The summer harvest season runs from the beginning of June through the end of August. It encompasses 90 days when farmers gather mature crops from their fields, cool, sort, clean and pack them, and then ship them off to the wholesale and consumer markets. The harvest period, no matter what time of year it occurs, is a make-or-break time for those who earn a living off the land. Itâ€™s the period when they find out what kind of return they have yielded on all the time, energy, and money they put into cultivating, planting, and growing their produce. Your authors have a harvest season, tooâ€”the first 90 days after you publish their book. This post-publication stage is critical for a number of reasons. First, it shows authors how effective their pre-publication marketing plan was. But it also gives them an opportunity to brand their books through continued PR efforts. And finally, it helps identify the options that are available to them immediately following their 90-day â€œharvest season.â€ Post-Publication: The First 90 Days All it takes is 90 days for a bookstore to find out just how serious authors are about selling their own book. If sales expectations are met (generally, 50% of the books in their initial order), orders for more of that title are refilled and placed on shelves. But if sales fall short of this mark, all remaining copies are yanked from the shelves and sent back to you, the publisher. To make matters worse, bookstores willâ€”from here on outâ€”be reluctant to work with your author on future books. And that means your authors must be prepared to focus all their time and efforts during this 90-day harvest season to driving readers to bookstores for the explicit purpose of buying their book. Pulling this off requires a relentless book-branding strategyâ€”wherein potential readers can run but not hide. In terms of an actual ratio, the average customer must hear about your authorâ€™s book three times for every five nights of sleep over the course of the entire 90 days following publication. Ideally, of course, this will simply be a continuation of the pre-publication promotion that was started several months earlier. This branding initiative should be comprised of several activities
- television and radio interviews,
- newspaper and magazine interviews,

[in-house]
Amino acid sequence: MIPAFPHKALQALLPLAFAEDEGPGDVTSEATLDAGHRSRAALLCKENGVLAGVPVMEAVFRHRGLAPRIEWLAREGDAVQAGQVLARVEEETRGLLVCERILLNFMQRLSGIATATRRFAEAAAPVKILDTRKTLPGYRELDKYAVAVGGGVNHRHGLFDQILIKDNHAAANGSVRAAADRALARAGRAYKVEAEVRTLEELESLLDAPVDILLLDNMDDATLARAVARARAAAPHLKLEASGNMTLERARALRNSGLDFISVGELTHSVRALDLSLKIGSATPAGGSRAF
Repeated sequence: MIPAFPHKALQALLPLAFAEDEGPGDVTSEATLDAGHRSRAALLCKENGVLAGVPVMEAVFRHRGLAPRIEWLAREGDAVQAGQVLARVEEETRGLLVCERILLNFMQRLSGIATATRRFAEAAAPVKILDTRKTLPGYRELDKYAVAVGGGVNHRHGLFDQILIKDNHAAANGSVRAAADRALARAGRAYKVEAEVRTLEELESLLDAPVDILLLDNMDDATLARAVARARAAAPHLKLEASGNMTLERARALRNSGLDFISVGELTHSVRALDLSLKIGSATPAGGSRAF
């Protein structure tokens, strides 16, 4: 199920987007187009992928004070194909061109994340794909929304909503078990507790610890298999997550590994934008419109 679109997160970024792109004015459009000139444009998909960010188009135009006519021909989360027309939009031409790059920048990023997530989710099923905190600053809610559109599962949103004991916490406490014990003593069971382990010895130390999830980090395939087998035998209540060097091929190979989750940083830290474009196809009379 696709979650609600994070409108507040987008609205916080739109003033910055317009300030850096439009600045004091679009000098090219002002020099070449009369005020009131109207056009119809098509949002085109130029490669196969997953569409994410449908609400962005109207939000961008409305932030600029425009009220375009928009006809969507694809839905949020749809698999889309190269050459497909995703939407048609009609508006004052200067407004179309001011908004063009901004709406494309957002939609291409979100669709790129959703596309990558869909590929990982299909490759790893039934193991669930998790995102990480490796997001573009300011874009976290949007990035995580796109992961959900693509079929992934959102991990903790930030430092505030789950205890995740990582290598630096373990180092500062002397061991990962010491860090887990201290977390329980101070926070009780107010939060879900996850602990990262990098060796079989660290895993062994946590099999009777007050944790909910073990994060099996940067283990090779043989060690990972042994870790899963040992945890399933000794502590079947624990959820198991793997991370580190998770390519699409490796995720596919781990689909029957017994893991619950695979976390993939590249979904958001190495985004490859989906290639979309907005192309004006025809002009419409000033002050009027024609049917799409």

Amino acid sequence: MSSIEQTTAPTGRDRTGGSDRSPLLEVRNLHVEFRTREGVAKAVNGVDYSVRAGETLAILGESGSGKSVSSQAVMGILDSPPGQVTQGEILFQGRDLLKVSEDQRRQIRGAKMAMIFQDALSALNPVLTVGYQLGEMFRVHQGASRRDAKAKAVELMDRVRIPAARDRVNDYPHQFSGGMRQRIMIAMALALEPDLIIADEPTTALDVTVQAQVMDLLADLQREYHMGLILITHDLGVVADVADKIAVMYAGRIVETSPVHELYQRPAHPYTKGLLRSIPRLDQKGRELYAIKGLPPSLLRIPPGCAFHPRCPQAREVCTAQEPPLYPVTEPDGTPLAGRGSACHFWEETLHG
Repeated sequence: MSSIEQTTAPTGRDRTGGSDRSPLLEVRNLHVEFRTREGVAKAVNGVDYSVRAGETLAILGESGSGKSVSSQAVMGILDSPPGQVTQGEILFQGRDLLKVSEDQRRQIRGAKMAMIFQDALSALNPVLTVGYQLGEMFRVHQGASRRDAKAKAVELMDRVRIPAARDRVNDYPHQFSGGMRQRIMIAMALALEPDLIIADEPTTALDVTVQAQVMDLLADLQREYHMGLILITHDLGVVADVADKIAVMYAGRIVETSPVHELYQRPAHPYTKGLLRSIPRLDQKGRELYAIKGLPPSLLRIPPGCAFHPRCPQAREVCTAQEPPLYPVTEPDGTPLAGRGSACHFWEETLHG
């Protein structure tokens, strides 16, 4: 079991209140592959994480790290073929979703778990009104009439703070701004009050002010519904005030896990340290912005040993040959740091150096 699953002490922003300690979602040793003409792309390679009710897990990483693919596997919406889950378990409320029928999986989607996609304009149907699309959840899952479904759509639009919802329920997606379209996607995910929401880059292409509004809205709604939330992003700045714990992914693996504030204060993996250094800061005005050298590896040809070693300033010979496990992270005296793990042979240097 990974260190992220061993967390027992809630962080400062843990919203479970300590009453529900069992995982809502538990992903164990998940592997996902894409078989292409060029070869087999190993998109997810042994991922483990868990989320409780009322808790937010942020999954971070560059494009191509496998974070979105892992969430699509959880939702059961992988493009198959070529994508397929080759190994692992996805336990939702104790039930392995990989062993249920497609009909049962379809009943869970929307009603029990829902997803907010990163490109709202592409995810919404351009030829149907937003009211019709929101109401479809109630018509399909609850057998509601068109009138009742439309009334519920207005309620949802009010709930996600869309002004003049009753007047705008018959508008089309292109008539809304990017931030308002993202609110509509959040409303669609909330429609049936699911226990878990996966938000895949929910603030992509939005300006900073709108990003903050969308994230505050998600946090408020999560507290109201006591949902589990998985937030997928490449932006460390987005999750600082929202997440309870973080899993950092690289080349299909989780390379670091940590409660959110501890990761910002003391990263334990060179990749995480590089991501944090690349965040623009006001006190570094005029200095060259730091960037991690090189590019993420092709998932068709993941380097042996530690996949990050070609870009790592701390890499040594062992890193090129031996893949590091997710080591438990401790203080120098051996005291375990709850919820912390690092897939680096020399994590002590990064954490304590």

and any other means your author can do to recycle his name, message, and book title for his target audience. Post-Post-Publication: 90 More Days to Build on Success If your authorâ€™s book meets sales expectations during its first 90 post-publication days on the shelves, talk to your author about extending his promotional efforts for an additional 90 days. Initial sales will encourage bookstores to continue stocking it, giving your author the opportunity to promote in markets that did not pick up the story the first time around. As an added promotional boost, your author can point to the bookâ€™s success in those first 90 days. Everybody loves a winner, and media outlets are no different when looking for an interesting story to run. If, on the other hand, your authorâ€™s book does NOT produce the number of sales the bookstores are looking for, post-post-publication promotion takes on a different meaning. At this point, your author should shift his focus to selling the book directly, either through a website or at seminars (if he is not doing that already). Try to be as encouraging as possible should your author find himself in this position. Do not let a bookstoreâ€™s interpretation of â€œsuccessâ€ get him down. Many-a bestselling author has come up short on the first pass and the second pass and the third pass at creating a bestseller. All your author can do is plan everything he can, well in advance; carefully target his promotional efforts; work hard; and build buffers for the unexpected. If these measures are taken, heâ€™s giving himself and his publisher the best chance at a plentiful harvest full of recurring book sales. And sooner or later, both of you will reap the benefitsâ€”sooner is better, but later is financially meaningful, too. Questions about post-publication book promotion may be directed to Michael R. Drew at the Austin, Texas, headquarters of Promote A Book : 512-858-0040. You can also contact Michael via email at firstname.lastname@example.org.
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